Who Believes These?

“Fifty Shades” … tells the story of Anastasia Steele, an inexplicably virginal recent college graduate, and Christian Grey, the impossibly handsome and twisted 27-year-old billionaire who falls for her. Boy meets girl, boy whips girl, boy loses girl. In the end, … Ana has it her way: She declines to sign Grey’s “submissive” contract; they keep on having kinky sex, but not too much; and Steele helps Grey recover from his wounded childhood. …

It has ushered in a moment of frank talk about women’s sexual needs and desires. … Leonard, the author, makes the key distinction: between women’s fantasies and their realities. “In real life, I think it’s something very, very different,” she told NBC. “You want someone who does the dishes.” (more)

A symbiotic relationship [is] developing between the Obama campaign, with its style-conscious first lady who dons a wide variety of American designers, and a deep-pocketed, largely Democratic fashion industry, which has been increasingly coordinating its support of Obama. … Name an American designer. Vera Wang. Michael Kors. Diane von Furstenberg. Michelle Obama wears these American luxury labels and a host of others, earning her consistent praise from a fickle industry. …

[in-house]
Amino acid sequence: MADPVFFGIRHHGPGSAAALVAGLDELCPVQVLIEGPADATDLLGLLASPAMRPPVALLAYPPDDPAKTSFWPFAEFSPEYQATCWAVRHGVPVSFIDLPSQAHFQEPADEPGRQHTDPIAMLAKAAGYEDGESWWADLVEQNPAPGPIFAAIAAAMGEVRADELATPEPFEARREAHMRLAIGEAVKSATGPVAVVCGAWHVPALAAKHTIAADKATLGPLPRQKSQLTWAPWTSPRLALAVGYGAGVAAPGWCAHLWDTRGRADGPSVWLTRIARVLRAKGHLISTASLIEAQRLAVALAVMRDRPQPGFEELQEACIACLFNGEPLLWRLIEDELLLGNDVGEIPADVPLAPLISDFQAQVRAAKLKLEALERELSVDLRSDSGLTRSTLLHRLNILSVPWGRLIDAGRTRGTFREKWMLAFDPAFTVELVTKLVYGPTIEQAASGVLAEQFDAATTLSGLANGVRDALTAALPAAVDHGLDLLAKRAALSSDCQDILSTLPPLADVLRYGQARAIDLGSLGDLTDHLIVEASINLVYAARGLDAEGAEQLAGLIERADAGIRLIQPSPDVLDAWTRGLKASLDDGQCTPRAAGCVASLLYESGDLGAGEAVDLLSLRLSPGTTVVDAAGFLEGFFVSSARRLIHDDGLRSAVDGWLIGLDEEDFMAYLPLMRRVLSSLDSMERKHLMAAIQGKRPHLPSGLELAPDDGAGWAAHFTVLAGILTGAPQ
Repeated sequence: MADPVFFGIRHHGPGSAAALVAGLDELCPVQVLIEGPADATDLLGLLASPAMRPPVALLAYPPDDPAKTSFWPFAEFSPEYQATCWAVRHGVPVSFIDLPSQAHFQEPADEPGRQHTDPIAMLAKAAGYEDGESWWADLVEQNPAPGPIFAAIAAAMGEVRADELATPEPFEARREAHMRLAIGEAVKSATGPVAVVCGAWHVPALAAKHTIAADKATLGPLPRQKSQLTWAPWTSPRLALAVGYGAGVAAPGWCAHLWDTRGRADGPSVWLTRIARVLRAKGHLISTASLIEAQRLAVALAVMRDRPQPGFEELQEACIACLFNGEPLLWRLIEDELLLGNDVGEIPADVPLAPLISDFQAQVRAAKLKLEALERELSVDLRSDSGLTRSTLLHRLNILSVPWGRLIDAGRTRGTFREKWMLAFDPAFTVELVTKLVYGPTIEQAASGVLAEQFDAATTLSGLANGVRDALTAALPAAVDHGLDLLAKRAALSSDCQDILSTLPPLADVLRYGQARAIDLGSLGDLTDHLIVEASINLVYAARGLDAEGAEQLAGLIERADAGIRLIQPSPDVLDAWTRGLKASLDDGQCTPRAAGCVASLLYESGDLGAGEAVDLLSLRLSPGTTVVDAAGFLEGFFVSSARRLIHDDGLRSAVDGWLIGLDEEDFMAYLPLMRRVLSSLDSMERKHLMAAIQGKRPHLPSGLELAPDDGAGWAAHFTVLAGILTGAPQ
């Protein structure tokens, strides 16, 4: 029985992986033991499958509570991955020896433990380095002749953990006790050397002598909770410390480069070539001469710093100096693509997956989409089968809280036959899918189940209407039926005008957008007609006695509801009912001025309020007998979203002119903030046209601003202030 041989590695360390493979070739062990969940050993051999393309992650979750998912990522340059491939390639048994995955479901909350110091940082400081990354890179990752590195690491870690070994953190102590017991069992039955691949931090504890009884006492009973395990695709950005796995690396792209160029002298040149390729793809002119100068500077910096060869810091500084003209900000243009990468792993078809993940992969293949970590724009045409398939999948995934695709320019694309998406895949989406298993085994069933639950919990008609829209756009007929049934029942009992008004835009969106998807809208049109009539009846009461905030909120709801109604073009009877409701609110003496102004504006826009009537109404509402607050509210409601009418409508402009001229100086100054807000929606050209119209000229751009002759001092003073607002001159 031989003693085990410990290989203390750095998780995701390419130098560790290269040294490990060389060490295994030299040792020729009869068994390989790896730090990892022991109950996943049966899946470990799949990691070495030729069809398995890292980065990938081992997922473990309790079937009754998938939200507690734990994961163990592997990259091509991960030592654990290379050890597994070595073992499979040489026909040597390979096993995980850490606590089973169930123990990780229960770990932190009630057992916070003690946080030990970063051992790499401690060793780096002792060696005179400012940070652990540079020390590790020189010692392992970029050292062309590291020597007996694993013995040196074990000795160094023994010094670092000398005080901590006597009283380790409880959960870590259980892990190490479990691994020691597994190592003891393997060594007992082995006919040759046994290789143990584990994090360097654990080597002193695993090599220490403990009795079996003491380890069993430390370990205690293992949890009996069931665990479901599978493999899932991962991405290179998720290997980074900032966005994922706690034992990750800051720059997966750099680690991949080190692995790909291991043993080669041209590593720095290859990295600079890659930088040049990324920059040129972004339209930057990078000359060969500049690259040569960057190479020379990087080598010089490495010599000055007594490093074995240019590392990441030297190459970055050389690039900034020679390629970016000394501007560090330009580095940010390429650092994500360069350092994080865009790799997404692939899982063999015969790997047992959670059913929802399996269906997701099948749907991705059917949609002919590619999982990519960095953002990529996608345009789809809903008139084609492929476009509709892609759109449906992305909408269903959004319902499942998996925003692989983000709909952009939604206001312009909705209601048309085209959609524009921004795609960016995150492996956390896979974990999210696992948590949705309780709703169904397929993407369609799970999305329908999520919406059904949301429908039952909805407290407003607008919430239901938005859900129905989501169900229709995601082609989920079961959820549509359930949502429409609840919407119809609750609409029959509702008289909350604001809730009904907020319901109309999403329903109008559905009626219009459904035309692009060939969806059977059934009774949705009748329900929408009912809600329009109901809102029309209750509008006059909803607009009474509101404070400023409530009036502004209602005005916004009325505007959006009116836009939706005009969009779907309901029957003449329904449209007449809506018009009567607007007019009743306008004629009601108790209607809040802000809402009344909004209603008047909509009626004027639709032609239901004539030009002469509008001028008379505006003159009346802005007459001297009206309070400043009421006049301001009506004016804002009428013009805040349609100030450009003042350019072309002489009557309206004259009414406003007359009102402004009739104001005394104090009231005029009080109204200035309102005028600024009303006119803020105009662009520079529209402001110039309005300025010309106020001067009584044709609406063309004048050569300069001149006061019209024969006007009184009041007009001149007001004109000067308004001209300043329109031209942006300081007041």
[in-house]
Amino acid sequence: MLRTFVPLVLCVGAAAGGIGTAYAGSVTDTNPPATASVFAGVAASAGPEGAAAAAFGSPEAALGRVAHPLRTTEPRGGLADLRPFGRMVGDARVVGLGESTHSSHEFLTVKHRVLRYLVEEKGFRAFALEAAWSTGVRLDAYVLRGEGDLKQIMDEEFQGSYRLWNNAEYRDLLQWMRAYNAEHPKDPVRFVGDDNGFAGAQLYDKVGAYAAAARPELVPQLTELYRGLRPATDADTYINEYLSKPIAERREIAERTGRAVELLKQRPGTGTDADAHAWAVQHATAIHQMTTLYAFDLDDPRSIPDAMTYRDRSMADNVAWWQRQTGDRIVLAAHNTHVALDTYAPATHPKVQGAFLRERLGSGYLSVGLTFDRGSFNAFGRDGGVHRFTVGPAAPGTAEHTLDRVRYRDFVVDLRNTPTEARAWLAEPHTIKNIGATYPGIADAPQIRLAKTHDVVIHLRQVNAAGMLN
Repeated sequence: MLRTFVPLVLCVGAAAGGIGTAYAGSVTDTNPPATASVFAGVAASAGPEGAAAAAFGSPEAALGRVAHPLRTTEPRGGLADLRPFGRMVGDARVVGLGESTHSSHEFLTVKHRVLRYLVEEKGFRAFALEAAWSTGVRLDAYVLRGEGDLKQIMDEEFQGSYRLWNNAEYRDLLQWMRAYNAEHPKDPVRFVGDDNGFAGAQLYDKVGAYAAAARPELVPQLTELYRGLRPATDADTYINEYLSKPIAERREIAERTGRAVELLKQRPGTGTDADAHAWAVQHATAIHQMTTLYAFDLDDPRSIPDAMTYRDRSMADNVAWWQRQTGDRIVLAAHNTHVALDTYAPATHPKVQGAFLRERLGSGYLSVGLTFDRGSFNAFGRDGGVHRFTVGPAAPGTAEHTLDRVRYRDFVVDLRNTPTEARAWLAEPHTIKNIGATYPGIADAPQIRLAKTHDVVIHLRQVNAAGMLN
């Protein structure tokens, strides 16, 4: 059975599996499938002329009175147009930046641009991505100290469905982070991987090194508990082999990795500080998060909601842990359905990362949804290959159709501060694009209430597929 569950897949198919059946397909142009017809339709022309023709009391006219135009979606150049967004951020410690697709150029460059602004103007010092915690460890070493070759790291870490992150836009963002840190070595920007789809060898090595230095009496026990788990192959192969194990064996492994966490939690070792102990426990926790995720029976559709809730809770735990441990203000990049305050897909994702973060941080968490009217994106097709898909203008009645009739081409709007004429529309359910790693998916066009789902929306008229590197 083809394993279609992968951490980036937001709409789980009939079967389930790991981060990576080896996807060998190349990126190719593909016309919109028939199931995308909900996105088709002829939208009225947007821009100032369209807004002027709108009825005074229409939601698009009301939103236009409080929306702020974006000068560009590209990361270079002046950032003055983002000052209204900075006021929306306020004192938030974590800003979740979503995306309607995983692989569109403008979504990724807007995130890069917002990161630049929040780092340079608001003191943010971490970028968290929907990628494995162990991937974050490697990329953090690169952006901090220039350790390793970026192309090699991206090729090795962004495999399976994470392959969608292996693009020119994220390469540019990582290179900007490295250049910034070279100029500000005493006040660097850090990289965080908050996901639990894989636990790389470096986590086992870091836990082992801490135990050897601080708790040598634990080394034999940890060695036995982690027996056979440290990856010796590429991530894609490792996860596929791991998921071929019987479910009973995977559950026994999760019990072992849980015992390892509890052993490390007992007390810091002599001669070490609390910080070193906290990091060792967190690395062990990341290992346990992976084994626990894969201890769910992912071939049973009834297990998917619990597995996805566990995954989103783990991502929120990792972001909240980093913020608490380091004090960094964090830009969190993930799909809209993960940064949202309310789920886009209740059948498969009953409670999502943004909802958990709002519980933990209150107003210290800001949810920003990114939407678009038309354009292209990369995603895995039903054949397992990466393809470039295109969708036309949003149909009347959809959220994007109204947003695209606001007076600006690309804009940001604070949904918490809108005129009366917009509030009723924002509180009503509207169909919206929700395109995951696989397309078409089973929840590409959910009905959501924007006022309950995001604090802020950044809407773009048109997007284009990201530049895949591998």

The first lady’s campaign spokeswoman Olivia Alair said: “The first lady thinks that women should wear whatever makes them feel good and be comfortable. That’s how the first lady chooses her own clothes and based on no other considerations.” (more)

Right. Most women have no interest in impossibly handsome 27 year old billionaires who don’t do the dishes. And Michelle Obama only wears Democrat donor fashion items because they just happen to be the most comfortable clothes available.

These people didn’t believe these things when they said them, and 95% of people who hear them don’t believe them either. Yet we all know they are the things these people are supposed to say to avoid seeming unacceptably cynical.

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